What is the right fiscal strategy for my business?

Setting up a salary/dividend/pension strategy for company directors is a compplex area of planning a

Setting up a salary/dividend/pension strategy for company directors is a compplex area of planning and it's advisable to speak to an independent financial adviser Picture: Getty Images/iStockphoto - Credit: Getty Images/iStockphoto

Matthew Beck is a Chartered Financial Planner at Smith & Pinching advises on salary, dividend and pension strategies for new businesses.

Matthew Beck is an Independent Financial Adviser Picture: Smith & Pinching

Matthew Beck is an Independent Financial Adviser Picture: Smith & Pinching - Credit: Archant

I am a director of a small company I set up five years ago with a business partner who is the other director. Our company currently turns over about £5 million a year. We’ve paid ourselves very limited salaries and dividends over the years as we developed the business, but it is now well established and profitable so we would like to begin to take more out for ourselves, both in terms of income now and pension contributions for the future. We’re struggling to decide what strategy to adopt: can you help?

Matthew Beck of Smith & Pinching responds:

This is a highly complex area of planning – I’d need to know everything about your circumstances, your business and your future plans to even begin to help you. However, here are some basics pointers which you might find helpful.

Taking a low salary and making up your income needs through dividends is a common strategy for company directors and does have advantages from a tax perspective as the rate of tax on dividends is considerably lower than that of income tax, particularly if you are looking at an income that could potentially put you in the higher rate income tax bracket. In addition, you and your fellow director each have a dividend allowance of £2,000 per year.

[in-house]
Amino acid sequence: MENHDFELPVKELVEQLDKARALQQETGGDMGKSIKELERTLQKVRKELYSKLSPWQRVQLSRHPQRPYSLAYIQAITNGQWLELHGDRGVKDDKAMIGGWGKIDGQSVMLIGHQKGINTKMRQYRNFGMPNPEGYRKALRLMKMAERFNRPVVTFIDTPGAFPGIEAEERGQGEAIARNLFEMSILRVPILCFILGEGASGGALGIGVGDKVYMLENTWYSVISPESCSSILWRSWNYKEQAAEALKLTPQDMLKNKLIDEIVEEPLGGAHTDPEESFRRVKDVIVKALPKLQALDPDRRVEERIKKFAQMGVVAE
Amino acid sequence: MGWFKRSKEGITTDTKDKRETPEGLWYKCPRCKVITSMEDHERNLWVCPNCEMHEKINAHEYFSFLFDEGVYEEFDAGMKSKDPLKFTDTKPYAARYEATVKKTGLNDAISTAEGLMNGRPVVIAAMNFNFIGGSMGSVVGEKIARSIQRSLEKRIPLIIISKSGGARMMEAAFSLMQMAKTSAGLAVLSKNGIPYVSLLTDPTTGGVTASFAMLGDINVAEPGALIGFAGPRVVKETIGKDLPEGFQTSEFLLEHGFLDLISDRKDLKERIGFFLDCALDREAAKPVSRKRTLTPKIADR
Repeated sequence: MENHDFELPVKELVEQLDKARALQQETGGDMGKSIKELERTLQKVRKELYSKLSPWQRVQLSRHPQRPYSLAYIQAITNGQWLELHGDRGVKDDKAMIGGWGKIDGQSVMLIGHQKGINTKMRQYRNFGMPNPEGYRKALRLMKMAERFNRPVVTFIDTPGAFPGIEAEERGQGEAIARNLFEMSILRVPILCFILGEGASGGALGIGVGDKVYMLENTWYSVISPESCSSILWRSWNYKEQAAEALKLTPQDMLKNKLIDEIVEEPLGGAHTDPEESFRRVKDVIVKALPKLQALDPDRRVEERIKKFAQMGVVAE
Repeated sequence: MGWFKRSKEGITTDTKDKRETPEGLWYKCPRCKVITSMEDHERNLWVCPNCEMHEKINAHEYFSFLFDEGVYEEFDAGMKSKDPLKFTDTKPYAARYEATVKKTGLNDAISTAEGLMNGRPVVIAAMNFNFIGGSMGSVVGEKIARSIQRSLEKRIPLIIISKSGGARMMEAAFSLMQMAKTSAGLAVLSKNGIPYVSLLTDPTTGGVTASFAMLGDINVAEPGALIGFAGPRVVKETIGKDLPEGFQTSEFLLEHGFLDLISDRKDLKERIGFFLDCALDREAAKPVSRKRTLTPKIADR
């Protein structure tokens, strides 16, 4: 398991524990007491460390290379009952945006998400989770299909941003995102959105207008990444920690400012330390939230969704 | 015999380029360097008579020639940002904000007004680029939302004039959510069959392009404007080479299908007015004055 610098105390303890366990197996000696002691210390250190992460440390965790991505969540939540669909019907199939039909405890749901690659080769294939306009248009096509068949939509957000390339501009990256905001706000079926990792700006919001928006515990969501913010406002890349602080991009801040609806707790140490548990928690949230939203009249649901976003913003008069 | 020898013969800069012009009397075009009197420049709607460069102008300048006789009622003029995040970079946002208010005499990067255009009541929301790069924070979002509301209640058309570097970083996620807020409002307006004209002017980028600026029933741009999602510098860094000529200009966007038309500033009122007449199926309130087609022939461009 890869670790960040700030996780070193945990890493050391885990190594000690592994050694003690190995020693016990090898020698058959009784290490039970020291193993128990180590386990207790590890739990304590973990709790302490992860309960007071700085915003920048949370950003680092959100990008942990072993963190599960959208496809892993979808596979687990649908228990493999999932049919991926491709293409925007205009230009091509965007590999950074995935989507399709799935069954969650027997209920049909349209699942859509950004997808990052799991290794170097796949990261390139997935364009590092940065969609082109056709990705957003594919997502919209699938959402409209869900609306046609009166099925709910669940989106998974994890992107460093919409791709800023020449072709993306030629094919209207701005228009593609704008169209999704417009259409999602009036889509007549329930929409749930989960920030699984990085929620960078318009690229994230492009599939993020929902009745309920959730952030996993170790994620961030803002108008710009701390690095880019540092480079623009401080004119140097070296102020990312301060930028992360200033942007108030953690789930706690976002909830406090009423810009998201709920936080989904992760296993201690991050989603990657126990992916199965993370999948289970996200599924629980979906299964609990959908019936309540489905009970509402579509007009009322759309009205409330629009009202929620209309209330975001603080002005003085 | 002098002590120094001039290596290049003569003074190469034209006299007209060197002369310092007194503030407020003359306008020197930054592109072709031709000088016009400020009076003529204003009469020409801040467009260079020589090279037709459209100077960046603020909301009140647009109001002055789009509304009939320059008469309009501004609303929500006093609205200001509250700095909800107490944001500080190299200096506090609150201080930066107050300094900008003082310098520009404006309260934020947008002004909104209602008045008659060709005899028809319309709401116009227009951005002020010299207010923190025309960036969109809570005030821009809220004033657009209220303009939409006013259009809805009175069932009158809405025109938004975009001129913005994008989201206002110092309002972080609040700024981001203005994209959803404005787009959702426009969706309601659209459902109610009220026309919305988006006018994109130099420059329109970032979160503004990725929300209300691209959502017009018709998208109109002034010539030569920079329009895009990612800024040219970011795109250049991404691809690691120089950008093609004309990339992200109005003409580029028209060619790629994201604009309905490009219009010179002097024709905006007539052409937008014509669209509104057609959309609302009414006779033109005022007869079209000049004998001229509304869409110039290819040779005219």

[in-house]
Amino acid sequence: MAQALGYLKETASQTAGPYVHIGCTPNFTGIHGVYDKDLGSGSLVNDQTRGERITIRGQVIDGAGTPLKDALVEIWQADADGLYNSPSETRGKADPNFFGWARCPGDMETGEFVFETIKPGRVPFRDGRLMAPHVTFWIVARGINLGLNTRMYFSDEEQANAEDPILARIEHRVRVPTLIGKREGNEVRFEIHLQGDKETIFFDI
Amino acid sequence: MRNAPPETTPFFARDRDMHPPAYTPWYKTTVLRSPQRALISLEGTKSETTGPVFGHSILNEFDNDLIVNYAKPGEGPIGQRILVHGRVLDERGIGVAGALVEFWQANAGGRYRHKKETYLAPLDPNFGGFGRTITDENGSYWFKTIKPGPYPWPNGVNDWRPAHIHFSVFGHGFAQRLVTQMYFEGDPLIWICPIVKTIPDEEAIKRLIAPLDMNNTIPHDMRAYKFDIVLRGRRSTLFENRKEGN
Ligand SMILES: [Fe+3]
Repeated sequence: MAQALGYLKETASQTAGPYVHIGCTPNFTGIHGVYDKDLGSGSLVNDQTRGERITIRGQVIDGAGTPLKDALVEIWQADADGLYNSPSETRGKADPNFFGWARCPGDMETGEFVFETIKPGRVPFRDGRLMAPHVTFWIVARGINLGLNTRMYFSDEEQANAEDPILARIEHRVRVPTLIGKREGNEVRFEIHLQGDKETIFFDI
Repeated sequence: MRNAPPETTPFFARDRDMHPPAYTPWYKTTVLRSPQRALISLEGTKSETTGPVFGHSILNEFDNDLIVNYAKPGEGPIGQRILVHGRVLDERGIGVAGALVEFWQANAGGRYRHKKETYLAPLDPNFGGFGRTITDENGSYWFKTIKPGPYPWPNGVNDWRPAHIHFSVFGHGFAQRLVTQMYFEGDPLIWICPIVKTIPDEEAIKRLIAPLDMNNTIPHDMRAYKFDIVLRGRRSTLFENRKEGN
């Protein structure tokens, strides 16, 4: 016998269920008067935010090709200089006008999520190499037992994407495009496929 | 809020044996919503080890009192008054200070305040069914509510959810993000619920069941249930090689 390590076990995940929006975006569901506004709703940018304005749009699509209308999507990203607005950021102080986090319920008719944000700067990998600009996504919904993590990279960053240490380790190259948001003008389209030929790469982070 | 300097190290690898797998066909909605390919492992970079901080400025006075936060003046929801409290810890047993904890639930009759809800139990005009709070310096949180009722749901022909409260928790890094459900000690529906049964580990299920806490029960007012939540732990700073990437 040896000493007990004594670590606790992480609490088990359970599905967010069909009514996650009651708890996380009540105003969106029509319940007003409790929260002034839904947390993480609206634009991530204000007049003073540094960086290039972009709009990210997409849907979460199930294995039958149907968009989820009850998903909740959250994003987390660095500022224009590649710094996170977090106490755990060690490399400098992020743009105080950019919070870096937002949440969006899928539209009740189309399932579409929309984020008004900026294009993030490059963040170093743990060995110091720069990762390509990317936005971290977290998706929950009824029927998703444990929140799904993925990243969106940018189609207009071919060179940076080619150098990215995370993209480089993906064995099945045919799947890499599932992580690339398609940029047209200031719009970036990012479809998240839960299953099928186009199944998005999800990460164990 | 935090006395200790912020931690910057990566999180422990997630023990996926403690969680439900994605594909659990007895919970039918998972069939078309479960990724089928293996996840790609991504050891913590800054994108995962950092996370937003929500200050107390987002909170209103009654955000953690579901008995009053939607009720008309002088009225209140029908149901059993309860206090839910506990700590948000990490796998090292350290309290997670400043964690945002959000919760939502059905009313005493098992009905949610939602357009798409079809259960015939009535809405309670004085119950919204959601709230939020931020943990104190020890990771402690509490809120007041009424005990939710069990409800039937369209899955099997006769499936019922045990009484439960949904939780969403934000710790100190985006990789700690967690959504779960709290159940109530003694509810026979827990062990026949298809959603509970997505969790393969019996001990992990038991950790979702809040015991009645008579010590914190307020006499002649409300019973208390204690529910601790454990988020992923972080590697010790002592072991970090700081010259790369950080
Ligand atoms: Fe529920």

Pension contributions are an important element of your directors’ remuneration package and they can be very tax-efficient for both you as individuals and for your company. There’s no limit on what your company can pay into your pension fund, although the annual allowance can limit tax efficiency if this is exceeded. In addition, you can make a personal contribution of up to 100pc of your salary, up to the annual allowance – or £3,600 if your salary is less than this.


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Company pension contributions are good for the company too: firstly they can be set against profits for Corporation Tax purposes and secondly if they are paid as an alternative to salary, they can reduce the Employer’s National Insurance contribution liability.

There’s another potential benefit to your business that you might consider: if it is suitable, your pension fund could purchase your business premises. To do this, you would need to set up a Self-Invested Personal Pension (SIPP): a SIPP allows you to choose what assets you hold in your pension scheme from a wide range of asset types including commercial property and can hold mortgages. SIPPs are relatively sophisticated pension schemes so it would be important to understand all the implications.

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I strongly recommend that you discuss your salary/dividend/pension strategy in detail with an independent financial adviser. By punching the numbers into different scenarios, it will be possible to identify what solution would work best for you and your fellow director.

Any opinions expressed in this article do not constitute advice. They assume the 2020/21 tax year and may be subject to change.

For more information visit smith-pinching.co.uk

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